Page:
In this study, we compile the published reports of resting metabolic rates (RMRs) of thermally acclimated elasmobranchs as widely as possible (i.e., for different species and for different temperatures and body masses within a species). By combining this dataset with previously compiled datasets on teleost RMRs11,12, we explore among- and within-species patterns of thermal sensitivity in the two major clades of fishes. Further, we analyze large datasets on marine fish diversity17,18 to test whether teleosts and elasmobranchs have expanded toward the poles to similar extents. We hypothesize that the thermal sensitivity of metabolic rates mirrors latitudinal gradient of species richness. That is, a group exhibiting a clearer signature of MCA is predicted to have a higher species diversity at high latitudes than a group to which UTD is better fitted.


RMRs of elasmobranchs composed of 377 estimates from 34 species (mean body mass 0.10–55.6 kg, temperature 4–31 °C) were compiled (Supplementary Data. 1). A dataset on teleost RMRs previously compiled12 was filtered using the same criteria as we used for elasmobranchs (Methods), leaving 100 species (mean body mass 0.0005 − 3.0 kg, temperature −1.5 − 30 °C) (Supplementary Data. 2). Elasmobranchs had larger body mass than teleosts and the mass ranges overlapped only partially. A phylogenetic generalized least squares (PGLS) model with log10(RMR) as the response variable and log10(mass) and temperature as the predictor variables showed that the allometric slopes (with 95% confidence interval) were similar between teleosts [0.95 (0.88 − 1.02)] and elasmobranchs [0.89 (0.75 − 1.01)] (Fig. 2a). By contrast, temperature dependance was different (Fig. 2b, c). Interspecific Q10, reflecting the slope of regression lines in Fig. 2b, c, was lower in teleosts [1.43 (1.14 − 1.76)] than elasmobranchs [2.37 (1.81 − 3.30)] with no overlaps of 95% confidence intervals. This result primarily stemmed from higher teleost RMRs at low temperatures, rather than lower teleost RMRs at high temperature, compared to elasmobranch RMRs (inset in Fig. 2c). Phylogenetic signals, quantified by d values that can range from 0 to 119, were 0.28 and 0.13 for teleosts and elasmobranchs, respectively. These d values indicate some tendency for closely related species to have similar RMRs for a given body mass and temperature. Model selection analyses using the combined dataset of the two clades (teleost and elasmobranch) showed that the best model for explaining log10(RMR) has log10(mass), temperature, clade, and the interaction between temperature and clade as predictor variables (Table 1). Thus, the effect of temperature on RMRs across species was clearly different between teleosts and elasmobranchs, whereas that of body mass was not.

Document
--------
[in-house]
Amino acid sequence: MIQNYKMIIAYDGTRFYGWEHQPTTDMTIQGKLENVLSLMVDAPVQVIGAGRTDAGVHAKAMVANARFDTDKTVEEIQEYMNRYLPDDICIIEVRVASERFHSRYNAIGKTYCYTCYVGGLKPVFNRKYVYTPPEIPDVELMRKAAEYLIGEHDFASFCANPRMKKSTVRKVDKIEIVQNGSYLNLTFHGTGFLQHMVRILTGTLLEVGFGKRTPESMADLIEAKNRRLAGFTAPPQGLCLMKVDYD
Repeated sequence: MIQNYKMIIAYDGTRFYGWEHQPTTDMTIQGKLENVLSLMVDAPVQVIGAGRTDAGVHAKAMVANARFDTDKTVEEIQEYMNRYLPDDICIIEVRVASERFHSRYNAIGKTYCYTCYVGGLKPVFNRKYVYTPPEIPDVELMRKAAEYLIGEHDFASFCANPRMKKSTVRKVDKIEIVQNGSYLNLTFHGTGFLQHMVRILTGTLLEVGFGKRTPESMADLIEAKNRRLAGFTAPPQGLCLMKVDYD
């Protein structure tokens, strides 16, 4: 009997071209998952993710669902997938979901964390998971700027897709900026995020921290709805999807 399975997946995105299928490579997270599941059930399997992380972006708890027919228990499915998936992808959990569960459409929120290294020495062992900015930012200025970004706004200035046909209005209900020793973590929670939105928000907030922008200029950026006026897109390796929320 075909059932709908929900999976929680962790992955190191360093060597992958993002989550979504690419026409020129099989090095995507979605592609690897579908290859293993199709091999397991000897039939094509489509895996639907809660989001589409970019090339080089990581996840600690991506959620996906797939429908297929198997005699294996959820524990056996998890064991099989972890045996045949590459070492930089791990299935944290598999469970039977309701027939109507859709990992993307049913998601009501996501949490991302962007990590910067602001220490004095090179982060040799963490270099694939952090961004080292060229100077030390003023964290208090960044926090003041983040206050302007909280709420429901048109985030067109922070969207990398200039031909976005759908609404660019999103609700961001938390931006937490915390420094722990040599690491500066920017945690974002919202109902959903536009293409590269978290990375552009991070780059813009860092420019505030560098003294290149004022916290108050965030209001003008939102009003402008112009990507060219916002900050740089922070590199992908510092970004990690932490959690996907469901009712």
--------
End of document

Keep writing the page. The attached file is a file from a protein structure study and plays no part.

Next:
Fig. 2: Interspecific allometry and temperature dependence of resting metabolic rates (RMRs) in teleosts (light blue) and elasmobranchs (pink).
figure 2

a Allometric relationships of RMRs standardized to 20 °C using the interspecific Q10 (1.43 for teleosts and 2.37 for elasmobranchs) estimated with the phylogenetic generalized least squares (PGLS) method. Thick lines are the estimates of RMRs for a temperature of 20 °C based on PGLS [teleost, log10(RMR) = 0.95*log10(mass) + 1.87; elasmobranch, log10(RMR) = 0.89*log10(mass) + 1.86]. b, c Temperature dependance of RMRs standardized to a 1-kg body mass using the allometric slope (0.95 for teleosts and 0.89 for elasmobranchs) estimated with PGLS. Thick lines are the estimates of RMRs for a 1-kg body mass based on PGLS [teleost, log10(RMR) = 0.0154*temp + 1.56; elasmobranch, log10(RMR) = 0.0375*temp + 1.11]. c Inset shows a comparison between teleosts and elasmobranchs. Source data are provided as a Source Data file.

Table 1 Model selection based on Akaike Information Criterion (AIC) with clade (teleost or elasmobranch) as a categorical predictor variable